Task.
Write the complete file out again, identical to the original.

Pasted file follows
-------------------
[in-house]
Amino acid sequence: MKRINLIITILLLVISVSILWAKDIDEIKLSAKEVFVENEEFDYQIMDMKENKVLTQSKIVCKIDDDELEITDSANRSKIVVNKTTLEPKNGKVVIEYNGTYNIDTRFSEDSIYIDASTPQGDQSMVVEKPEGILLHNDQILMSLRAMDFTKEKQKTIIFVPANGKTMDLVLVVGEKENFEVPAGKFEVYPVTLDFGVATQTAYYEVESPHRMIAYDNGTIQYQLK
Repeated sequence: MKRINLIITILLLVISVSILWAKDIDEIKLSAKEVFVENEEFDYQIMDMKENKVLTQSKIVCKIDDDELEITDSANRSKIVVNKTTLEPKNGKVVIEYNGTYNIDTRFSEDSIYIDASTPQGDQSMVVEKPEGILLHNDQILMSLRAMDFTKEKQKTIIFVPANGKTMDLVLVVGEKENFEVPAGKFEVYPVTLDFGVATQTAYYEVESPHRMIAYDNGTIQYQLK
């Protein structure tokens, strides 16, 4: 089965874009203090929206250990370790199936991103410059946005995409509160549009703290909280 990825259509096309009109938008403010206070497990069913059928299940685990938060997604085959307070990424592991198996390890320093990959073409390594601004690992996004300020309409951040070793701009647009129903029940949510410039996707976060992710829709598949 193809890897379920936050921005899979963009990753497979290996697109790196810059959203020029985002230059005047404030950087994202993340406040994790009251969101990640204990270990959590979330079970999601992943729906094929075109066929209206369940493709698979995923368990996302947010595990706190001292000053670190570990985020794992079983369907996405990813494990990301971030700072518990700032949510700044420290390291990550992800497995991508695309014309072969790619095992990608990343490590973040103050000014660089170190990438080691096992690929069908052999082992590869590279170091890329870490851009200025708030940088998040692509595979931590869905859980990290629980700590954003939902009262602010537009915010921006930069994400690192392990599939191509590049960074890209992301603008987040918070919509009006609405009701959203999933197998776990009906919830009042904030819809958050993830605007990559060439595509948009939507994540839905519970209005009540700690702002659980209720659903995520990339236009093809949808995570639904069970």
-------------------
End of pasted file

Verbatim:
[in-house]
Amino acid sequence: MKRINLIITILLLVISVSILWAKDIDEIKLSAKEVFVENEEFDYQIMDMKENKVLTQSKIVCKIDDDELEITDSANRSKIVVNKTTLEPKNGKVVIEYNGTYNIDTRFSEDSIYIDASTPQGDQSMVVEKPEGILLHNDQILMSLRAMDFTKEKQKTIIFVPANGKTMDLVLVVGEKENFEVPAGKFEVYPVTLDFGVATQTAYYEVESPHRMIAYDNGTIQYQLK
Repeated sequence: MKRINLIITILLLVISVSILWAKDIDEIKLSAKEVFVENEEFDYQIMDMKENKVLTQSKIVCKIDDDELEITDSANRSKIVVNKTTLEPKNGKVVIEYNGTYNIDTRFSEDSIYIDASTPQGDQSMVVEKPEGILLHNDQILMSLRAMDFTKEKQKTIIFVPANGKTMDLVLVVGEKENFEVPAGKFEVYPVTLDFGVATQTAYYEVESPHRMIAYDNGTIQYQLK
């Protein structure tokens, strides 16, 4: 089965874009203090929206250990370790199936991103410059946005995409509160549009703290909280 990825259509096309009109938008403010206070497990069913059928299940685990938060997604085959307070990424592991198996390890320093990959073409390594601004690992996004300020309409951040070793701009647009129903029940949510410039996707976060992710829709598949 193809890897379920936050921005899979963009990753497979290996697109790196810059959203020029985002230059005047404030950087994202993340406040994790009251969101990640204990270990959590979330079970999601992943729906094929075109066929209206369940493709698979995923368990996302947010595990706190001292000053670190570990985020794992079983369907996405990813494990990301971030700072518990700032949510700044420290390291990550992800497995991508695309014309072969790619095992990608990343490590973040103050000014660089170190990438080691096992690929069908052999082992590869590279170091890329870490851009200025708030940088998040692509595979931590869905859980990290629980700590954003939902009262602010537009915010921006930069994400690192392990599939191509590049960074890209992301603008987040918070919509009006609405009701959203999933197998776990009906919830009042904030819809958050993830605007990559060439595509948009939507994540839905519970209005009540700690702002659980209720659903995520990339236009093809949808995570639904069970």